Uh stat quest is another great youtube channel by Josh Farmer. It has like all good materials, not just machine learning but also statistics too. Uh Next slide please. Yes, last we have like SQL and dashboard SQL is another very common interview round. Uh For that uh There are a lead core is another like great way to practice and there's a prep material which has like more analytics and Sequels of which you can do. So the advanced topics would be like Windows function, uh union uh joints and uh the advanced like uh functions that we use. Uh make sure you learn that and then practice in the elite code. Uh for dashboard, we can use like Tableau which is pretty common in the industry. Many people uh many, many companies use Tableau for building the dashboard. So it's good to know the basics of how to use that. Great. Um We have like two minutes. Maybe we can uh ask uh if anyone has any questions, we are happy to answer that. Uh Yes, we are going to send the slide. I think the process is we have to upload the slide and we can share the link. Uh feel free to type in the chat too. If you have any questions.

Actually, I was thinking, can we just share them the Google Doc link or we, we have to go through the system?

Um Yeah, we can share it here. Uh But I, I'm sure there is a system to share that. Yeah. Sure. Yeah.

Yeah. Actually I have a question. What is the most difficult part of your role? Hmm You sure you want to take it?

Yeah, sure. So I think for me, the difficult part is uh when we are working with the product managers and when we have, let's say we have this new feature, we have launched it and we have to convince uh like based on our data part, right? If things doesn't go well, sometimes based on the metric, uh but sometimes there's a pressure to launch the feature. Uh but it's very hard for us to convince that the data doesn't support it. Uh So that's one of the things that generally happens with me is to like convince them that data is not uh we have to follow the data and not just follow our instincts as Claire said. Um So that's very hard, but that's the process we have to follow. Um So that's one of the thing that comes to my mind.

Yeah. So for me, the difficult part is actually um since I'm saying I'm working with the bully engraftment and try to protect all of one or all everyone who use our platform from this. So it's actually a difficult part for my role is sometimes I have to face this kind of a firsthand information or these kind of these escalations when I see people being bullied. So this actually give me a lot of like pressure and but I try to transfer this pressure to more motivation. Like how can I better like protect our user to making sure they're far away from this being harmful uh from being harmed. Yeah, on our web, on our web platform. And then uh I see Alisa has a question, any suggestion for PM, our technical background work with development team. Hmm So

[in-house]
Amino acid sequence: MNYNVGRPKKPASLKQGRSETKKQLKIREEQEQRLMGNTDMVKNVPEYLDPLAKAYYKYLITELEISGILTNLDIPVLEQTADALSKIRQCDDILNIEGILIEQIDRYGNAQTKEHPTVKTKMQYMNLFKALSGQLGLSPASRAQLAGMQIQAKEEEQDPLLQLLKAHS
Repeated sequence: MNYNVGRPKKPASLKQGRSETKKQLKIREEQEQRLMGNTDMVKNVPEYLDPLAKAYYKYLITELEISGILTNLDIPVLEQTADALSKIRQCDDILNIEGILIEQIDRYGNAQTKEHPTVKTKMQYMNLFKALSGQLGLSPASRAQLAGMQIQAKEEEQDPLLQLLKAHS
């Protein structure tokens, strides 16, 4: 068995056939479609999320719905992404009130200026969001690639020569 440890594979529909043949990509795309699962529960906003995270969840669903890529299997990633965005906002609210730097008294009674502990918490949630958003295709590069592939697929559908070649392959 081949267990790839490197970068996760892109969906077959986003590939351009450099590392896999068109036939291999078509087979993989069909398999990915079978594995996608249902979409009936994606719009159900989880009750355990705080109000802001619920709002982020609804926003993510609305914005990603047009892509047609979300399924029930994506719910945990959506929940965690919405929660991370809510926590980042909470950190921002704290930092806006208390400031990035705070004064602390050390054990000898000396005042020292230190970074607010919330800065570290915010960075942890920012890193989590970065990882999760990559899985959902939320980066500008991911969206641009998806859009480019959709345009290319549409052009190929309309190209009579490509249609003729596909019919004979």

yeah, go ahead. Yeah. Uh like for PM without technical, like if they don't have any technical background, uh but at least if they have some good sense of the product, it's very important to know how, what the product is and achieving what the goal of the product is, right? So for the technical side, I think uh as a data scientist, we can help the product manager uh have that mindset of like we have to use our data from the technical side, like help them as much as possible, but stick to the goal here, stick to what your goal is and uh impact. But I have seen like most of the product managers, they are very good, they could they have like good product sense. Uh It's very important to have that good, like collaboration with the product manager.

Yeah. Um so I on Asia, I think PM is actually also a very vague title. So PM here. Do you mean project manager, program manager or? Uh yeah, so what specific title and responsibility do you fall into and on your responsibility? Do you, I mean is technical background that great? And also if you work in a different industry, probably away from technical industry, would that still be like a really uh prerequisite? I don't, I probably don't think so. Yeah, project manager also for project manager. Yeah, that in different company will have different responsibility as well. I do know some project managers, they are more on track. Uh they are more working in a way like help project to deliver on track, help manage all different state orders. So in this kind of a case, a technical background is not that important for them. I also see other more technical PM that they actually have to have to have a very strong technical background so that all depends on the responsibility. And if you probably don't have that much confidence in the beginning, start with the one that has a light uh light foundation on the technical side and gradually moving on and picking up a lot of the work making until you're comfortable with like more technical in the, in the old work environment.

Yeah. So that's all for me, I think. Yeah, hope this helps. And if you guys have any other questions or anything you would like to discuss or even want to know about me about Isha about tiktok or any other companies we have been working before. Feel free to contact us via linkedin. We are happy to connect with everyone and look forward to talking with everyone. Yeah, I think that's pretty much about today's session. Thanks everyone for attending.

Thank you, everyone and we'll share the presentation link. Ok, thanks.

Bye. Great bye.